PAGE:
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Missing in Action

Lidonna Beer

Children's ministry volunteers are loving, caring people who are...leaving? As much as we strive to recruit and keep them, volunteers all too often make the decision to leave their positions. The real reasons the high turnover of children's ministry might not always be clear, but we have to dig deep to discover the reasons so we can hang on to our fantastic volunteers. What's causing people to slip out the door of your ministry...and can you do something about it?

The Struggle With Fatigue

Being an active part of Sunday mornings has its downside: Many of those in ministry find very little opportunity to attend a worship service. Especially in smaller churches where worship time is on-duty time, spiritual stagnation creeps in. Children's ministry volunteers risk not nourishing themselves in Christian community.

Many people who've left children's ministry report feeling caught in a "cycle." The hours, the people, and the church culture create a trap for giving natures; it's easier to get in too deep than it is to pull back. Even the things doctors tell everyone to do -- such as getting enough rest and exercising on a regular basis -- become extra tasks squeezed out by ministry commitments. It's a path to physical exhaustion and spiritual collapse.

To counteract the exhaustion cycle, help volunteers commit to health by recommending the following things.

  • Keep reasonable hours. Jesus said, "The harvest is plentiful but the workers are few" in Matthew 9:37, but he still left the crowds to refresh himself. Help your volunteers control their schedules by not allowing them to overcommit to children's ministry.
  • Take care of themselves. Exercise may seem too time-intensive, but the energy boost helps people focus more clearly and relax when stress is unavoidable. In addition to recommended exercise, encourage your volunteers to eat regular, healthful meals -- and not just potlucks!
  • Attend regular worship times. It's critical that volunteers have time to worship. If you have multiple services on Sunday mornings, this is easier to accomplish. If not, encourage your volunteers to attend a midweek service so their worship becomes an uninterrupted love song to God.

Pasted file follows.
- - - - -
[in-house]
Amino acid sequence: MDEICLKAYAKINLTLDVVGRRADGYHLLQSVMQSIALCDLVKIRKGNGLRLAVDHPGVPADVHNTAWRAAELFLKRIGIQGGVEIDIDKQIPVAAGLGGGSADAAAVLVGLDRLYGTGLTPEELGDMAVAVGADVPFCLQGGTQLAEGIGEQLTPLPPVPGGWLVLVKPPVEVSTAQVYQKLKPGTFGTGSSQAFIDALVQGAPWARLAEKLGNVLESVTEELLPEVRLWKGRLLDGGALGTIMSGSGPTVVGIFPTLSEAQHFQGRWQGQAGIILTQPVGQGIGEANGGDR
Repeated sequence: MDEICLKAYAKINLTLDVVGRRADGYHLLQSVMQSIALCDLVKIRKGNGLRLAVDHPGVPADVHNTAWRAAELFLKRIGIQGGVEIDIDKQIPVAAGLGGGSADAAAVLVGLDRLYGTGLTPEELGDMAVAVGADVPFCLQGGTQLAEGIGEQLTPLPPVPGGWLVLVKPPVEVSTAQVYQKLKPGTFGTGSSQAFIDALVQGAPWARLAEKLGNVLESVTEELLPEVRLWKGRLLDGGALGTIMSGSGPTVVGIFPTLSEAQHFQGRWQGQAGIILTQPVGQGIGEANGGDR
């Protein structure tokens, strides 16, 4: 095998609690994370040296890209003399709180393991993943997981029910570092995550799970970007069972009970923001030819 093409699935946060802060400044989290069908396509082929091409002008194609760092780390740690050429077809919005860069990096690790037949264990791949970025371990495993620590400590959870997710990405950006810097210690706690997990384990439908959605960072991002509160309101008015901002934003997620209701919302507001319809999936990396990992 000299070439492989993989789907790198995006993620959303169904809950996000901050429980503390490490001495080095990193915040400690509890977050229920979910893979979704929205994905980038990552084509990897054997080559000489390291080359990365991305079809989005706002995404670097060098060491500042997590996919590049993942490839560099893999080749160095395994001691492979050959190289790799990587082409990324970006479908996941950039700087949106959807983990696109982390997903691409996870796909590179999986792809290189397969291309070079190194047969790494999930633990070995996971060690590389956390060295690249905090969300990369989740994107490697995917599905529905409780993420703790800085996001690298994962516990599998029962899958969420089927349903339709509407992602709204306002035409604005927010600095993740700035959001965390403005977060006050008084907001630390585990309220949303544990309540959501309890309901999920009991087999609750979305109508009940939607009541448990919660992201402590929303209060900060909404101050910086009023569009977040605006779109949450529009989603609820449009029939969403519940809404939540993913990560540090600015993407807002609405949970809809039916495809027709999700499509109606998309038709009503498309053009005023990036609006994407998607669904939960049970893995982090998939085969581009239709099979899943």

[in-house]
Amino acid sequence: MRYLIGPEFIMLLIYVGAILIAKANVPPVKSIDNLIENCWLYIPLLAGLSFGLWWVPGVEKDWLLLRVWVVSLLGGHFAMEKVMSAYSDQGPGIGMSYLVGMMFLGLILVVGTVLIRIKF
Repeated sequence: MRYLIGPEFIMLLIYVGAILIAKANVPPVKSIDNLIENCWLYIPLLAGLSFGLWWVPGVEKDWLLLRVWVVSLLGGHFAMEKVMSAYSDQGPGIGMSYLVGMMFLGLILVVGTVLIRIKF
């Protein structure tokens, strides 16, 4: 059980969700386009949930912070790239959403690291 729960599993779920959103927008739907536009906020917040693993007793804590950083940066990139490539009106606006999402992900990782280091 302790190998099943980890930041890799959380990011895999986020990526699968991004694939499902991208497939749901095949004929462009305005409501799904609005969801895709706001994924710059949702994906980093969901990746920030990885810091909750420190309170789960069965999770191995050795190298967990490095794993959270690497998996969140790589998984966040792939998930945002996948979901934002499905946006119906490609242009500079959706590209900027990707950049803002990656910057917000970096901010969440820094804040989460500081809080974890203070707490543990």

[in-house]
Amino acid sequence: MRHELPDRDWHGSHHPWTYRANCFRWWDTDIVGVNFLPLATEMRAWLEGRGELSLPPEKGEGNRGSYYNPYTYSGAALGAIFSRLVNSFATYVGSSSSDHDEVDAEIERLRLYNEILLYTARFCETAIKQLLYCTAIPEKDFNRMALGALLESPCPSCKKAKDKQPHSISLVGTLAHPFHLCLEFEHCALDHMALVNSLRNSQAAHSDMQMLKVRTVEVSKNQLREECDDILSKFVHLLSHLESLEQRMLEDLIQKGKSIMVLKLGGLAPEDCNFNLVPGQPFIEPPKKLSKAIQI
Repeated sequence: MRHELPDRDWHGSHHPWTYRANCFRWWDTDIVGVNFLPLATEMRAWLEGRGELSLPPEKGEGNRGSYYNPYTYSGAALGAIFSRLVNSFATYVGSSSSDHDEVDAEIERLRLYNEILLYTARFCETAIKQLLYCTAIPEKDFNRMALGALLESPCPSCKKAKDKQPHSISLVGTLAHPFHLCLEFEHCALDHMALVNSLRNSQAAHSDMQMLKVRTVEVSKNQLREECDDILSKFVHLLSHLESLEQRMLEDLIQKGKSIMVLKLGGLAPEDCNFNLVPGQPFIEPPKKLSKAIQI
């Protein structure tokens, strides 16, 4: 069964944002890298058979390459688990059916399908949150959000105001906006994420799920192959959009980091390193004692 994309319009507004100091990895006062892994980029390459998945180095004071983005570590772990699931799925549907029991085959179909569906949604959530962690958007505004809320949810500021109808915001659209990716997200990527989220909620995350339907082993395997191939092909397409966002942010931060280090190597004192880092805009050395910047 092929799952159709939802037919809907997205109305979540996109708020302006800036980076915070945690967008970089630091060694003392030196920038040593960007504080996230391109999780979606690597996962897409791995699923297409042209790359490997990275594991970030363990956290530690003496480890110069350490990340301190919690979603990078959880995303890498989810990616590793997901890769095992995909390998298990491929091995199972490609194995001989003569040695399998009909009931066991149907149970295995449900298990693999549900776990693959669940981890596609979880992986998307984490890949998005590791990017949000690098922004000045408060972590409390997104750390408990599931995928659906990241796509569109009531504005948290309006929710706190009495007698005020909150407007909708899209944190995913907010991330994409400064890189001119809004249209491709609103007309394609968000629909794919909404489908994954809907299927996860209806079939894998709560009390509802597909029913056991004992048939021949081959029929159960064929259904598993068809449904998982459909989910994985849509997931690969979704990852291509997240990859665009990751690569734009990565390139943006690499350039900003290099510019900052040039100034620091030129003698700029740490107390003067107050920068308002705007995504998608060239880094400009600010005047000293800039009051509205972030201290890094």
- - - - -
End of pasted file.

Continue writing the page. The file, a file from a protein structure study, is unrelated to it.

Balancing Ministry With Family

"There are beautiful Christian people who, if you're not careful, will run you to exhaustion," says a former children's minister.

Children's ministry can attract people who need to be needed -- to a fault. These people don't know when to say no and can overcommit to the point that their families suffer. Other than having a heart-to-heart talk with these "burn out" rather than "rust out" volunteers, try these ideas.

  • Do the simple math. New commitments mean new demands. If there's going to be an addition to your list, there must be a subtraction. Encourage overcommitted volunteers to decide what to let go of before taking on a new task.
  • Find an alternative position. If a volunteer simply can't scale back to what his or her family needs in this life stage, help the person look for another way to serve. Having written expectations and agreed-upon hours can prevent guilt and miscommunication.
  • Match prayer partners. In addition to prayer support, ask partners to be accountability partners. Encourage honesty if one person is becoming off-kilter. One person who left children's ministry says a prayer partner needs to be someone with similar experience. Praying with someone who understands provides a more sympathetic ear.

No Input

"It wasn't until I was walking out the door that I was listened to," says a former children's minister. "There were too many layers between the senior pastor and myself for him to even know there was a problem."

When people give their time and hearts to a ministry, they develop ideas about the program. God speaks to everyone he calls, so don't frustrate others' urge to improve the ministry. Of course not all ideas will be used, but do your volunteers know why some things make the cut and others don't? Be wary of the attitude that volunteers aren't as knowledgeable as your hired staff. Taking "just one of the moms" for granted increases the chances that she won't return.

To invite your volunteers' input:

  • Rely on representation. Anywhere there are church decisions being made, plant a person with children's concerns in mind. Consider creating a committee made up of children's workers who volunteer to attend other committees' meetings.
  • Initiate changes wisely. Ask people for input rather than telling them what you think should happen. And don't ask just to be asking; be genuinely open to their ideas as you shape a new direction.

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